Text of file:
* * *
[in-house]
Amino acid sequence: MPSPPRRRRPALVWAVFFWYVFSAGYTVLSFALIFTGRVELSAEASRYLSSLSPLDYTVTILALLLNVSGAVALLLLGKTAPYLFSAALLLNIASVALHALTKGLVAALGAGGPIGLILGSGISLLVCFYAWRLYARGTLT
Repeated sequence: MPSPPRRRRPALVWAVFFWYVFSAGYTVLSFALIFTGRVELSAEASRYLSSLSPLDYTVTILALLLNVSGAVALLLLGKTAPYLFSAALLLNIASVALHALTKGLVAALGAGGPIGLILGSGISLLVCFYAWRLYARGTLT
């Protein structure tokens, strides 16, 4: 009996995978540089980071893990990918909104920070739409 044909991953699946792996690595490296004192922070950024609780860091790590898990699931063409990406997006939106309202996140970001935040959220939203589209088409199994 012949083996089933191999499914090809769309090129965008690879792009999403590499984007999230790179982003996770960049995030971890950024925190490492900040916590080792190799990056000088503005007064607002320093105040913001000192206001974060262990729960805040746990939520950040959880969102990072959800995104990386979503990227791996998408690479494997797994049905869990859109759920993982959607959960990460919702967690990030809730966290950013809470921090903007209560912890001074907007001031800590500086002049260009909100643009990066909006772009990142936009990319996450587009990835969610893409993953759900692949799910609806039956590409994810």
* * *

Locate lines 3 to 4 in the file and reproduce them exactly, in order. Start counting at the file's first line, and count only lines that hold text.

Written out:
Repeated sequence: MPSPPRRRRPALVWAVFFWYVFSAGYTVLSFALIFTGRVELSAEASRYLSSLSPLDYTVTILALLLNVSGAVALLLLGKTAPYLFSAALLLNIASVALHALTKGLVAALGAGGPIGLILGSGISLLVCFYAWRLYARGTLT
């Protein structure tokens, strides 16, 4: 009996995978540089980071893990990918909104920070739409 044909991953699946792996690595490296004192922070950024609780860091790590898990699931063409990406997006939106309202996140970001935040959220939203589209088409199994 012949083996089933191999499914090809769309090129965008690879792009999403590499984007999230790179982003996770960049995030971890950024925190490492900040916590080792190799990056000088503005007064607002320093105040913001000192206001974060262990729960805040746990939520950040959880969102990072959800995104990386979503990227791996998408690479494997797994049905869990859109759920993982959607959960990460919702967690990030809730966290950013809470921090903007209560912890001074907007001031800590500086002049260009909100643009990066909006772009990142936009990319996450587009990835969610893409993953759900692949799910609806039956590409994810």